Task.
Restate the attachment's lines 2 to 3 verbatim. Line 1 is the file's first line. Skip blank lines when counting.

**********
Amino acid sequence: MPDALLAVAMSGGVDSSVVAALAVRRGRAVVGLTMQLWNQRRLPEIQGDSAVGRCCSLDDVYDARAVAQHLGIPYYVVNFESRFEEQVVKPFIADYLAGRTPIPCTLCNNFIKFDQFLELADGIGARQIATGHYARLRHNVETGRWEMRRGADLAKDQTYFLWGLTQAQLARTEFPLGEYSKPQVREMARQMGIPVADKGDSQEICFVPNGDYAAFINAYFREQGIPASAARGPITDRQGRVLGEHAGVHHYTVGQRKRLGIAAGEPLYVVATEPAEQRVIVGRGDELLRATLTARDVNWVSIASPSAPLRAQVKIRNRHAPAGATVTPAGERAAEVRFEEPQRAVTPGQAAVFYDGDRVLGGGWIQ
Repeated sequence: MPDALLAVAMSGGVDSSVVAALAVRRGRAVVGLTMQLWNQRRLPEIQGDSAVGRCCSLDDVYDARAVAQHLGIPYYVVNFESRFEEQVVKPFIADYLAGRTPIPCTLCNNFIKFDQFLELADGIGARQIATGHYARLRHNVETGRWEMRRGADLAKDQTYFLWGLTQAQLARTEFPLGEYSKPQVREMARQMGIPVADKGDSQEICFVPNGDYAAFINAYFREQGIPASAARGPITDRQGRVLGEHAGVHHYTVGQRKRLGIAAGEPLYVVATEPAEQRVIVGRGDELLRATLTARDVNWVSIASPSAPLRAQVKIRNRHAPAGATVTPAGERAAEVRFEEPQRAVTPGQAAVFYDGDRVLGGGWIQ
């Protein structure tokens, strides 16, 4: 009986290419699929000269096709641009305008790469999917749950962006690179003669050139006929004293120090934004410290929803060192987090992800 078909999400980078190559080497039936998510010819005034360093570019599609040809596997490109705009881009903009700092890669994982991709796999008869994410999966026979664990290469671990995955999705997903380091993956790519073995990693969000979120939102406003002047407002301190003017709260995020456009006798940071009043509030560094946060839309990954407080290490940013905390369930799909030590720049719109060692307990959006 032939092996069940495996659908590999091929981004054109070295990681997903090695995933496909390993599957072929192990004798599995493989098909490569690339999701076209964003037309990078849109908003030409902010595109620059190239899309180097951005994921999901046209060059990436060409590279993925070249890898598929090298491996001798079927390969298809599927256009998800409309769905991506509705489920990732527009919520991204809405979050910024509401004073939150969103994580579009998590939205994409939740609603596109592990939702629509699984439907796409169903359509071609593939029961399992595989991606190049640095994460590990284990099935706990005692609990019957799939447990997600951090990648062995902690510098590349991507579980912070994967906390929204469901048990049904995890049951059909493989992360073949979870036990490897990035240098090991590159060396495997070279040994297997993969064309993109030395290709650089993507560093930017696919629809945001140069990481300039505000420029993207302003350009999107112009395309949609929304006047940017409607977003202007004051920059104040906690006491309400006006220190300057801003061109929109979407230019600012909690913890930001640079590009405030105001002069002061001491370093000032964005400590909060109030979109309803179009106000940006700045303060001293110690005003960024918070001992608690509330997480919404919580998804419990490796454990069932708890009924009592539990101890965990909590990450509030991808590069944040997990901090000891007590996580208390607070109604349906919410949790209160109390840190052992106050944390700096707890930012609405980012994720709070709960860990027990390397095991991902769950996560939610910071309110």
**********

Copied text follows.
Repeated sequence: MPDALLAVAMSGGVDSSVVAALAVRRGRAVVGLTMQLWNQRRLPEIQGDSAVGRCCSLDDVYDARAVAQHLGIPYYVVNFESRFEEQVVKPFIADYLAGRTPIPCTLCNNFIKFDQFLELADGIGARQIATGHYARLRHNVETGRWEMRRGADLAKDQTYFLWGLTQAQLARTEFPLGEYSKPQVREMARQMGIPVADKGDSQEICFVPNGDYAAFINAYFREQGIPASAARGPITDRQGRVLGEHAGVHHYTVGQRKRLGIAAGEPLYVVATEPAEQRVIVGRGDELLRATLTARDVNWVSIASPSAPLRAQVKIRNRHAPAGATVTPAGERAAEVRFEEPQRAVTPGQAAVFYDGDRVLGGGWIQ
């Protein structure tokens, strides 16, 4: 009986290419699929000269096709641009305008790469999917749950962006690179003669050139006929004293120090934004410290929803060192987090992800 078909999400980078190559080497039936998510010819005034360093570019599609040809596997490109705009881009903009700092890669994982991709796999008869994410999966026979664990290469671990995955999705997903380091993956790519073995990693969000979120939102406003002047407002301190003017709260995020456009006798940071009043509030560094946060839309990954407080290490940013905390369930799909030590720049719109060692307990959006 032939092996069940495996659908590999091929981004054109070295990681997903090695995933496909390993599957072929192990004798599995493989098909490569690339999701076209964003037309990078849109908003030409902010595109620059190239899309180097951005994921999901046209060059990436060409590279993925070249890898598929090298491996001798079927390969298809599927256009998800409309769905991506509705489920990732527009919520991204809405979050910024509401004073939150969103994580579009998590939205994409939740609603596109592990939702629509699984439907796409169903359509071609593939029961399992595989991606190049640095994460590990284990099935706990005692609990019957799939447990997600951090990648062995902690510098590349991507579980912070994967906390929204469901048990049904995890049951059909493989992360073949979870036990490897990035240098090991590159060396495997070279040994297997993969064309993109030395290709650089993507560093930017696919629809945001140069990481300039505000420029993207302003350009999107112009395309949609929304006047940017409607977003202007004051920059104040906690006491309400006006220190300057801003061109929109979407230019600012909690913890930001640079590009405030105001002069002061001491370093000032964005400590909060109030979109309803179009106000940006700045303060001293110690005003960024918070001992608690509330997480919404919580998804419990490796454990069932708890009924009592539990101890965990909590990450509030991808590069944040997990901090000891007590996580208390607070109604349906919410949790209160109390840190052992106050944390700096707890930012609405980012994720709070709960860990027990390397095991991902769950996560939610910071309110």